The POLST form is like a doctor’s order for certain medication for a hospitalized patient and, in Wisconsin, does not need patient consent.

“I don’t even see an instruction on this (POLST) form that requires they (medical personnel) speak to the patient as far as understanding this form,” Deacon Umentum said.

Fr. Doerfler said some treatment withholding options under POLST could lead to euthanasia, which is against Catholic teachings.

“Ultimately it boils down to the dignity of every human life,” he said. “Every person has incomparable dignity and worth. It is wrong to kill an innocent human.”

Why bishops opposed POLST

Fear of euthanasia was a key concern of the state’s bishops in a pastoral statement issued July 25.

The bishops stated a POLST wrongly presents treatment options as if they were morally neutral, oversimplifies complex medical decisions, doesn’t require a patient’s signature acknowledging the form truly represents the patient’s wishes, lacks a conscience clause protecting medical personnel and facilities refusing to follow a POLST due to moral, ethical or medical concerns and calls for immediate compliance once signed by a physician, even if care is of a non-emergency nature.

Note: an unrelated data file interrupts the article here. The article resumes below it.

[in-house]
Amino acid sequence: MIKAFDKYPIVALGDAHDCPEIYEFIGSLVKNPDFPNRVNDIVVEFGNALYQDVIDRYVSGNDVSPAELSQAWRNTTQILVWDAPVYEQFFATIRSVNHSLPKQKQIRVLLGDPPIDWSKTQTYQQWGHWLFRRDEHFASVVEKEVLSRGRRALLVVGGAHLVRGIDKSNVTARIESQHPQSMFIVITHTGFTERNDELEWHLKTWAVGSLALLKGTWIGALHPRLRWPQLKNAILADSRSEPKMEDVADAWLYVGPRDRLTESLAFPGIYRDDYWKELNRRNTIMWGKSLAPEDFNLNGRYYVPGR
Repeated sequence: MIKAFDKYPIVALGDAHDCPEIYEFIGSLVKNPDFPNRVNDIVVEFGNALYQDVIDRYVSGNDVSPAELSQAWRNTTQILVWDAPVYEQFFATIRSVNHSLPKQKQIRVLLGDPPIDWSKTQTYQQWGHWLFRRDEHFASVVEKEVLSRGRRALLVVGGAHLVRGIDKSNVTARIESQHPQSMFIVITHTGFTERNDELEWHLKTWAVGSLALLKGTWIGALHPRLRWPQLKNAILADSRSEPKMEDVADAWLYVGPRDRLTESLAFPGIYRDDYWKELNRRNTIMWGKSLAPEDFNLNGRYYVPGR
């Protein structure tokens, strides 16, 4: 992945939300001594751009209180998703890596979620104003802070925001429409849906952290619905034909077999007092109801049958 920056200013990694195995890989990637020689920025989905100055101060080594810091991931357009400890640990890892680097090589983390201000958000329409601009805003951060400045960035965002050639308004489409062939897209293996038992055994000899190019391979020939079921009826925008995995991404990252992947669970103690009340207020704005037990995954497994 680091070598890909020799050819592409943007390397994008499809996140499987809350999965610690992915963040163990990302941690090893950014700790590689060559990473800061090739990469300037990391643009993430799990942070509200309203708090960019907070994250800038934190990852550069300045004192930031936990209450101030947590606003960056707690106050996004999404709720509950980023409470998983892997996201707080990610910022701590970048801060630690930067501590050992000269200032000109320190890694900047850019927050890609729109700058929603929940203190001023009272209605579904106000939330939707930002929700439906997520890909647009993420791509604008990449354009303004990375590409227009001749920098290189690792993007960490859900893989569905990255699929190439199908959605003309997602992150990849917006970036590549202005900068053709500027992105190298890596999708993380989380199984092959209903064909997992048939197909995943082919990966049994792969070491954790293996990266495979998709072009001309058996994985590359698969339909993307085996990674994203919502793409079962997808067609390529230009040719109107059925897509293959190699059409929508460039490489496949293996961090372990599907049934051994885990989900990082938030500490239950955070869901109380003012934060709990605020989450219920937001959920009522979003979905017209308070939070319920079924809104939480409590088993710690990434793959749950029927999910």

Fr. Doefler pointed to a January 2012 study conducted by the National Catholic Bioethics Center on Health Care and the Life Sciences. It concluded that POLST forms “pose unacceptable risks to the well-being of patients and the ethical values of Catholic health care.”

The study noted POLST doesn’t allow consideration of “in-the-moment” medical conditions like, for example, the onset of a blood infection that could be cured with the use of antibiotics.

The study notes POLST “binds the hands of doctors even when they have grounds to question its utility.”

The U.S. Conference of Catholic Bishops included a phrase in its “Ethical and Religious Directives for Catholic Health Care Services” requiring Catholic institutions to refuse medical directives contrary to Catholic teachings, but refusal to carry out POLST orders could result in litigation, the Bioethics Center study concluded.

POLST ‘sets up conflict’ with church

The study found POLST “sets up a conflict with Catholic teaching, clarified in 2004 by Pope John Paul II, that the administration of nutrition and hydration, even by artificial means, should be considered, in principal, ordinary and proportionate, and as such morally obligated.”

Catholic teaching condemns both euthanasia and suicide, but POLST documents permit any patient, whether terminally ill or not, to refuse all life-sustaining treatment, including routine antibiotics, food and water, the study notes.